Talking about poverty with high school students… and thinking about it after

by Ashley Bean Thornton

A couple of months ago Kari Tingle at the non-profit organization V.O.I.C.E. (Viable Options in Community Endeavors) asked if I would speak about poverty and community service for the “Pathways to Success” group.  Pathways is a program she helps facilitate for high school students. “We cover a variety of topics,” she explained in an email, “things that we believe will help them be better leaders.” I said I would be glad to do it.

I had all good intentions of coming up with a presentation so amazing that it would dazzle even the most studiously indifferent teenager. But, on the night before the group was to meet, I realized I didn’t have time to come up with even a boring speech, much less one worthy of shaping the leaders of tomorrow. I decided to go with a group discussion instead. It would be much quicker to write — all I had to do was come up with some questions.

IMG_0348The group was just finishing up a meal of chicken strips and ham sandwiches when I arrived. There were eleven students in all. They came from various local high schools including Waco High, University, Robinson, some of the charter schools and maybe some other schools I am forgetting.

They were chatting and laughing and teasing each other when I walked in, but, predictably I suppose, that all came to a halt as soon as I actually wanted them to talk. I had to do some prodding and poking to get them to speak up and to stretch their short answers to my questions into longer ones. In the end, though, they gave me plenty to think about.

“What is poverty?” I asked.  Once we had agreed on a definition, I gave them a short spiel on the government’s definition.  I had them draw pie charts guessing what percentage of people in Waco had incomes below the poverty guideline.  Their guesses were pretty close to the real amount – 30%.  I followed with, “What are some of the bad things that can happen to a person when his/her family doesn’t have enough money?”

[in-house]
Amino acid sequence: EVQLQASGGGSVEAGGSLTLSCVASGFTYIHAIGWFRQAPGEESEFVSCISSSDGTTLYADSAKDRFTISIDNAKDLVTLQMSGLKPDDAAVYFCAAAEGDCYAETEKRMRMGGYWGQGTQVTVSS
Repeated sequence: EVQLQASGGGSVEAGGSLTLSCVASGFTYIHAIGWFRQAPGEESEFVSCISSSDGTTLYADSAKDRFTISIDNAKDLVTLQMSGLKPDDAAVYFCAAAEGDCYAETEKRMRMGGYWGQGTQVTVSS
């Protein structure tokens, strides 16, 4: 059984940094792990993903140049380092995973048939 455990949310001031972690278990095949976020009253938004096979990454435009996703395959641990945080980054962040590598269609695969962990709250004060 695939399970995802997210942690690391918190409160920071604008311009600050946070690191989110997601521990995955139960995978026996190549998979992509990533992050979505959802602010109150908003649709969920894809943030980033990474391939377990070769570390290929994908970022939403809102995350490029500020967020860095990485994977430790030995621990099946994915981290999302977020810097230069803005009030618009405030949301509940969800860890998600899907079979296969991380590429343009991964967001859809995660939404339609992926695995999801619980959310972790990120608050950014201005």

Eventually I asked, “If you and your family have enough money, is it important to care about families who do not have enough money? Why and why not?” Most of the students immediately said, yes, we should care. I played the devil’s advocate with them. “I work hard. I earn enough to support my family. Why should I worry about someone else’s family?”

This is the part of the conversation that I keep returning to in my mind. I really liked what they had to say. I don’t think they were trying to be especially profound. They were just saying what they thought, the first things that came into their minds. Maybe that is why their comments struck a chord in me.  I’m afraid I can’t quote them exactly word for word, but I think this is a pretty fair representation of their ideas:

One girl focused on education. “What if the person who would have discovered the cure for cancer is living in South Waco right now?” She asked. “What if because her family doesn’t have the money they need, she is not getting a good enough education? Then we won’t get the cure for cancer as soon as we could.”

Another student explained the financial practicalities of caring about those with no or low income. “If you have money, it costs you money in taxes to pay the benefits to people who don’t have enough money. If they could be making enough money on their own, you wouldn’t have to pay that money. So we need to help them be able to make more money.”